- You Will Need:
- A Recycled Jar and Lid
- Fabric Scraps and Spray Adhesive
- Scissors and Pencil
It sure sounded simple.
But, alas, things in life often are not as simple as they first sound.
In this case I was looking for a simple way to decorate the lids of my recycled jars and ended up being inspired by none other than Martha Stewart herself. Yup, good old Martha has these instructions on her website for Decorative Jar Lids that tell us “Here’s a way to decorate basic jam jars with lively fabric scraps”.
Ooooh, lively! Yes, please. My jars are just waiting to get lively.
And since writing about how to make Homemade Goo Gone for removing labels from jars, I’ve come to the conclusion that there’s plenty of other people that like to recycle jars too that might be looking for some way to ramp up the liveliness. So I gave Martha’s little project a try.
The end result was a couple of jar lids that are now covered in fabric, but it was not as simple as I expected. The original instructions just briefly said to “press flaps over so they adhere to the interior of the lip” letting us find out for ourselves that there will be lots of sticky fingers and much muttering and mumbling to make the happen. BUT – I did end up with two spaghetti sauce jar lids that are a wee more lively than they used to be.
If you want to put some of your jars to use in a more visible place, this method does make them more attractive, but you’ll need some patience and persistence to get to your final product.
Here’s how to do it.
You Will Need:
Recycled jar with a screw on lid
Small Amount of Felt (Optional)
1. The first thing to do is cut a circle of fabric a little bit bigger than your jar lid. You’ll need about an extra 1/2″ to 3/4″ all around so that there’s enough fabric to cover the edge of the lid, inside and out. I hunted around until I found something circular that was about the right size (a plastic storage container), and then traced around it with my pencil on the fabric scrap. Cut out your circle.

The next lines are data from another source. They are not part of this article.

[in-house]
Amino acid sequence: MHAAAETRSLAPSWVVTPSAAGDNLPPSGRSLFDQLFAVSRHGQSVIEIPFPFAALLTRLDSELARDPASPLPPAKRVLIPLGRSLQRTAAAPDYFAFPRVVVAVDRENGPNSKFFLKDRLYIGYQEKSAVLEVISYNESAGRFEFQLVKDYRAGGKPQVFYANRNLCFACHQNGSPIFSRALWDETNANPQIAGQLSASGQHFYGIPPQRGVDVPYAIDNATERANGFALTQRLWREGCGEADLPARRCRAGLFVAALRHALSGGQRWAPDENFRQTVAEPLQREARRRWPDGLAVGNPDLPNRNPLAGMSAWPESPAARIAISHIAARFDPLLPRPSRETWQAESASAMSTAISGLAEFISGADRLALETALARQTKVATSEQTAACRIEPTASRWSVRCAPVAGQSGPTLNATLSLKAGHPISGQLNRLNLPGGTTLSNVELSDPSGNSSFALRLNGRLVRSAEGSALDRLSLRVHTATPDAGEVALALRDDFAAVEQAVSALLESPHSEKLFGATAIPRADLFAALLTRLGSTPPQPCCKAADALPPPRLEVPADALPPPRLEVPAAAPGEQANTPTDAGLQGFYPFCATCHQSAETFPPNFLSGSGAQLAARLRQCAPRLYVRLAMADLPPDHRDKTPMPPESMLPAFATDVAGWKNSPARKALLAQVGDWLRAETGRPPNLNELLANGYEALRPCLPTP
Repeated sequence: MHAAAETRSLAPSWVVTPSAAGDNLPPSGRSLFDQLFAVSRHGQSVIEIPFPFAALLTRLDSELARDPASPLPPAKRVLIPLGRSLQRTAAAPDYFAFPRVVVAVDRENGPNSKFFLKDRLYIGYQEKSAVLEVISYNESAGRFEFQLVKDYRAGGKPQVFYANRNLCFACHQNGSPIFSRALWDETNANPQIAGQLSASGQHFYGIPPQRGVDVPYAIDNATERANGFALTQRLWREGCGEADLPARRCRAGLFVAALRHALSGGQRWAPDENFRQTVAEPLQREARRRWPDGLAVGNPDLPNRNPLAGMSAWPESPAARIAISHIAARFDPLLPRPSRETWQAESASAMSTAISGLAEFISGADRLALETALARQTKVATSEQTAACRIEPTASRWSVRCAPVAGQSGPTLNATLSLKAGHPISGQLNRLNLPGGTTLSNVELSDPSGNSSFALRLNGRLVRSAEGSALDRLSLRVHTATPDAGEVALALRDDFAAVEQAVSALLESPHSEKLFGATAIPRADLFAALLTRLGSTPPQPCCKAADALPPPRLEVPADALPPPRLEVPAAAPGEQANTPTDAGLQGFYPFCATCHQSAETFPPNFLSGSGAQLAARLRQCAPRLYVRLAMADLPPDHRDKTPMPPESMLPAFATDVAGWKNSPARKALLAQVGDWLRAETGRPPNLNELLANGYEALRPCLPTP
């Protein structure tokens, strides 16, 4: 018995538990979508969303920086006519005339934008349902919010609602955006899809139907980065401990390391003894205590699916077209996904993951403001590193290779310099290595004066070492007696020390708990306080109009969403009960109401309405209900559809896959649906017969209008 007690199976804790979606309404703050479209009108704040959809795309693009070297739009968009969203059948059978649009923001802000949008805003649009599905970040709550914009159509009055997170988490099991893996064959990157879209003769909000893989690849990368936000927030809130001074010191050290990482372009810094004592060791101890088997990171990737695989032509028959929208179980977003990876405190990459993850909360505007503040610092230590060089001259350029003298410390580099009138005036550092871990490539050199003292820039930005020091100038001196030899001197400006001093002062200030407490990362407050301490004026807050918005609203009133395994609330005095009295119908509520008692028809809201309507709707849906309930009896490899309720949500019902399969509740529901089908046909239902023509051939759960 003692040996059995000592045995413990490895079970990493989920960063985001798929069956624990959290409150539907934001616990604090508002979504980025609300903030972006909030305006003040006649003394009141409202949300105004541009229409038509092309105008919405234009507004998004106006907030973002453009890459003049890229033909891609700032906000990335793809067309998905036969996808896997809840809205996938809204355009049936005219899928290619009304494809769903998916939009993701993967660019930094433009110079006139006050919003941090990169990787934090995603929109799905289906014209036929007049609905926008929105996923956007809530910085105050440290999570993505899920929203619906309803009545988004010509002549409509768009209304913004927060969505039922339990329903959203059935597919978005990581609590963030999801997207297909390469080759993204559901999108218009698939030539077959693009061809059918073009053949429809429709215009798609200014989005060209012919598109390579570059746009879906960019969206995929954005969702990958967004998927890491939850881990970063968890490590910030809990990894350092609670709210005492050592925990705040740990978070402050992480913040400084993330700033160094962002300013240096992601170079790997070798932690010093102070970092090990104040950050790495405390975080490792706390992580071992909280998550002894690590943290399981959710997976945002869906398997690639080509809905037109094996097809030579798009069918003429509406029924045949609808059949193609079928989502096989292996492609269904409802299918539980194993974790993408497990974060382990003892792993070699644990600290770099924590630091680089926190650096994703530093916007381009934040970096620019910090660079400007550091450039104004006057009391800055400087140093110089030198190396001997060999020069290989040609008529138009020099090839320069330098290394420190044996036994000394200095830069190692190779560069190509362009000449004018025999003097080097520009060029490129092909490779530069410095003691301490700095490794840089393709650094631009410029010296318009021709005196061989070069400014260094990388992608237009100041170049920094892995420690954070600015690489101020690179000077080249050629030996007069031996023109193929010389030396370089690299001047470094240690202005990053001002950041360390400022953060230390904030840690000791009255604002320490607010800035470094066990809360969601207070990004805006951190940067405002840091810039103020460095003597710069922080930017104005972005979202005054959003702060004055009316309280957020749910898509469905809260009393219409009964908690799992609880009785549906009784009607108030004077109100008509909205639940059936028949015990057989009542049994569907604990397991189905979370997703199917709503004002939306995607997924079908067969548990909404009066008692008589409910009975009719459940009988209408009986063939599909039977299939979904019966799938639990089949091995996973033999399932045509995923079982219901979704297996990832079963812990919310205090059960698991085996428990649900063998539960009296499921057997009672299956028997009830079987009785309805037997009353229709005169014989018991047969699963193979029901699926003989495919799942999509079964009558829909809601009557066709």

2. Next, center your jar lid in the middle of the circle you just cut out and trace around it. This will help you know how far to cut the notches in the next step.
3. Cut notches in the fabric about an inch apart up to the line of the inner circle you traced.
4. You will need a well ventilated area for this next step using the spray adhesive. I always go out to the garage when using spray adhesive which is also why I have no pictures of this step – I was out in the dark dim garage. Lay down some newspapers or other disposable surface covering to work on, lay the fabric circle face down (with the wrong side facing up) and spray it with the adhesive.
5. NOW . . . get ready for the muttering and mumbling. Lay the jar lid on the fabric and begin to fold the sections of the fabric up and over the sides of the lid. At first they will not stick AT ALL. But if you persist, the adhesive gets a little more tacky (so do your fingers) and finally the fabric does begin to stick. I also used a screwdriver to help push the fabric down against the edge of the lid. After much fiddling, it should end up like this:
6. Although nobody sees the inside of your lid, I thought it needed a little help and covered the inside with a circle of sticky backed felt so it ended up like this:
Now if you are a quick witted person you may be thinking, hey . . . didn’t we cover up the part that let’s you screw on the lid?
Indeed we did. The lids just kind of press onto the jars now which seems to work OK.
Although the spray adhesive was a little challenging to work with, especially when it came to trying to get the fabric nice and smooth, it might still be the best method. I also tried this with plain glue and with my Homemade Mod Podge and neither of those methods worked.